Alcatraz North: Kingston Penitentiary
Kingston Penitentiary is the most notorious federal prison in Canada, holding criminals such as killer pedophile Clifford Olson and serial rapist and murderer Paul Bernardo. It can house up to 564 inmates, each in their own cell. Its population fluctuates between 350 and 500, with another 120 at the Regional Treatment Centre contained within the prison.
Local boating aficionados are not the least bit bothered by the prison's proximity to the marina. They joke there are tours every hour, on the hour. A guard confirms that if anyone tries to take one, they might not get out. However, there is a museum right across the street, with the rather cumbersome name of Correctional Services of Canada Museum. Being bureaucrats, they never thought of jazzing it up with the name it's usually referred to: Alcatraz North.
Kingston Penitentiary is an elegant example of Victorian architecture, circa 1835, set amongst the historic sites of Kingston such as those of Portsmouth Village. In fact, KP, as it's known locally, was declared a national historic monument in 1997.
Seeing the watchtowers of "KP" and its barbed-wire fence juxtaposed against nearby parked boats from the marina, scattered on the grass along with weeds and bushes, seems odd. If ever a convict manages to scale those 20-foot walls, he'll be able to zoom away in a watercraft with little to no trouble. Of course, the walls are a bit of a deterrent. There's even an unexplained, rusting swing set frame with no swings left on it, rising against the watchtower in the background.
Our own, not-so-private Alcatraz didn't start out as notorious. At the outset, Kingston Pen was supposed to be innovative by being more humanitarian than most others. The emphasis was on rehabilitation. From 1952 to 1956, inmates had their own half-hour radio show, which aired Saturday nights at 7:30 p.m. They even won an honourable mention in 1952, a few months after their debut. However, the museum seems to belie this vocation, with its various medieval-looking torture devices for inmates, including a 19th-century version of a waterboarding machine, with two barrels of different sizes. It also has something called, ominously, "the box", in which inmates could be held several hours. It's shaped like a coffin. The museum also has a body-lashing strap-down bed. Fun stuff. Corporal punishment was eventually outlawed even here in Canada. The last prisoner to get paddled was in Manitoba in 1969.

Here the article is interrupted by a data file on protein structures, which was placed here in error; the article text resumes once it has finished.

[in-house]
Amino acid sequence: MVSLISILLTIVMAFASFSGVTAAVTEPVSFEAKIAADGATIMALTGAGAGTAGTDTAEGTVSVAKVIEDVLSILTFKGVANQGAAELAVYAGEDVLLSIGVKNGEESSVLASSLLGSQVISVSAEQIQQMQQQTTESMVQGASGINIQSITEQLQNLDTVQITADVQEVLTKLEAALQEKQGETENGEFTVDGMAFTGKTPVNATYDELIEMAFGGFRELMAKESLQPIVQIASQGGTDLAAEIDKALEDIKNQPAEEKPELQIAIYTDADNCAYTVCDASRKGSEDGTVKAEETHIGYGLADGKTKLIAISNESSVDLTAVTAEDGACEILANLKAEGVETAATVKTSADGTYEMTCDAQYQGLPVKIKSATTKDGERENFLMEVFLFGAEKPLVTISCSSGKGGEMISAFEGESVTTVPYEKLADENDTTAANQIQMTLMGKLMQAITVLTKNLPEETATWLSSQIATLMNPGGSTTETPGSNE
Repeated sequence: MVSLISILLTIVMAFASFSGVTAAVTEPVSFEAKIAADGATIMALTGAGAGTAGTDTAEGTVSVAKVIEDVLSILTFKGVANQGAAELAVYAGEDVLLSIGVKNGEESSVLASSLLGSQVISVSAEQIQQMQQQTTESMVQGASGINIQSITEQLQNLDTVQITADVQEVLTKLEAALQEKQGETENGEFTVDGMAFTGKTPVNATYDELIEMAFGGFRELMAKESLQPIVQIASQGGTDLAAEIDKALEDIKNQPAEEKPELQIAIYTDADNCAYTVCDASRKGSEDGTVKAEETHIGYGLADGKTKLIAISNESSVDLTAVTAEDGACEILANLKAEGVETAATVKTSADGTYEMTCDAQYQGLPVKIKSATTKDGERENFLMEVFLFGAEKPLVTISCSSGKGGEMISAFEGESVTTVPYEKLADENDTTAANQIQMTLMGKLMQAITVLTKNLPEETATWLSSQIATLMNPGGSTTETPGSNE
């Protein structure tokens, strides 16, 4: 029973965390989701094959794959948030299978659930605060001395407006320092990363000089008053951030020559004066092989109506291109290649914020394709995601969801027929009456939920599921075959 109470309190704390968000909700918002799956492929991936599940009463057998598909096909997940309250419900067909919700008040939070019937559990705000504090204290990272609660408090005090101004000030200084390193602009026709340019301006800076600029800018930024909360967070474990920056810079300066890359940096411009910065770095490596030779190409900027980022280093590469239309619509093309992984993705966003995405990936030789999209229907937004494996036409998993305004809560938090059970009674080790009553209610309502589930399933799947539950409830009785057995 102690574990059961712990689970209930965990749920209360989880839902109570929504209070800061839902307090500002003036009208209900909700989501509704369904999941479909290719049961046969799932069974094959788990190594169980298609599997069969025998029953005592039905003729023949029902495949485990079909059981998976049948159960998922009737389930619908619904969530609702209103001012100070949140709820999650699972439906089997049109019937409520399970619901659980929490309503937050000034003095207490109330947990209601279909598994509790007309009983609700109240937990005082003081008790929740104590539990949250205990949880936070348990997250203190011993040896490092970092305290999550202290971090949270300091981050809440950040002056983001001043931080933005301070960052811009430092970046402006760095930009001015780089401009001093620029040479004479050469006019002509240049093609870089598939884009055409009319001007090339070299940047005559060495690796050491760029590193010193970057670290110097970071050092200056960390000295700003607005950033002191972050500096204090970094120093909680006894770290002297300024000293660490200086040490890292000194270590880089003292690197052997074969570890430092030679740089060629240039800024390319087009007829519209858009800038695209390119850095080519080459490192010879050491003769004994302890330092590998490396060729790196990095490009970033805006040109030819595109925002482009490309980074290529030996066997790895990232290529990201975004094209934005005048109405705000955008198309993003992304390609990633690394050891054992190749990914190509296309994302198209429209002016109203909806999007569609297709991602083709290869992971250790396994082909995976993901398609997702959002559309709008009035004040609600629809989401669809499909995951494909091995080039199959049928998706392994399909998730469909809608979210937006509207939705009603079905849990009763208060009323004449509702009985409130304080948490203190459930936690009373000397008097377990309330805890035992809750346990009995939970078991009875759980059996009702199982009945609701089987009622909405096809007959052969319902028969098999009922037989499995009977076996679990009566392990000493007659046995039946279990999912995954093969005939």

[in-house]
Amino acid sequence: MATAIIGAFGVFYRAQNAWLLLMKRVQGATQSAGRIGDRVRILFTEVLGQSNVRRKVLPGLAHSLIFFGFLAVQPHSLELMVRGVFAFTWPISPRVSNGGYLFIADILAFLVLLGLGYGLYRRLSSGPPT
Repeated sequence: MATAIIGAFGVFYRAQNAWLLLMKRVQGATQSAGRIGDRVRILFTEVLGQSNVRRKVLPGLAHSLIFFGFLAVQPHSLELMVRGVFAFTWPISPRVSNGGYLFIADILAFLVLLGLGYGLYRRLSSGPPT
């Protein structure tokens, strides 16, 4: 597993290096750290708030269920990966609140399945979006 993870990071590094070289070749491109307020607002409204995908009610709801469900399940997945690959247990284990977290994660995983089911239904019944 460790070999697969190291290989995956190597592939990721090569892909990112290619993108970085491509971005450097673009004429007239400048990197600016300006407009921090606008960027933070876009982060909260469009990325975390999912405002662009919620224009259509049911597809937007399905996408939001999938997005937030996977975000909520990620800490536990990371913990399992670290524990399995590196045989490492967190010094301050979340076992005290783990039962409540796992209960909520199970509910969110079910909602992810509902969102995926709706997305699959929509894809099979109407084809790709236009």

The end of corporal punishment did not, however, end prisoner distress. The most memorable riot in Kingston's history broke out on April 14, 1971. It lasted four days and resulted in the death of two inmates and destruction of much of the prison. During the 70s in general there was much violent unrest, with a total of 69 major incidents occurring in a single year, from 1975 to 1976, across all Canadian federal prisons. Of these, 35 were hostage takings involving 92 staff members. In contrast, 65 incidents were reported in the 42 years prior to 1975. Security was substantially increased and prison reforms were instituted during this time.
There have also been celebrated escapes from Kingston Pen. In 1999, Ty Conn escaped from within the prison; although this feat had been accomplished on at least 26 occasions, beginning in 1836, Conn was the first to have succeeded since 1958. He eventually shot himself. However, his bit of derring-do was textbook, as evinced by this Toronto Star description in an article dated May 2, 1999: "Conn welded extensions to a hand-made ladder and used a grappling clamp, which he had constructed where he worked patching mailbags in the prison shop, to scale the 10 metre-tall perimeter fence. To disrupt the scent of the bloodhounds, he carried with him a manila envelope filled with cayenne pepper, which he sprinkled behind him as he fled." He also constructed a dummy out of paper-stuffed clothing to fool the guards during head counts. To build his ladder, Conn hid in the shop after all the other inmates had gone back to their cells. He "waited until the southeast tower guard went off duty at 11 p.m., broke through a screen door in the loading bay and bolted across the yard to the fence. Because of his dummy ploy, his escape wasn't discovered until the next morning." I wonder if he got the idea from watching a ton of movies about prison breaks. However, the real question is whether the Pen'll be fooled again.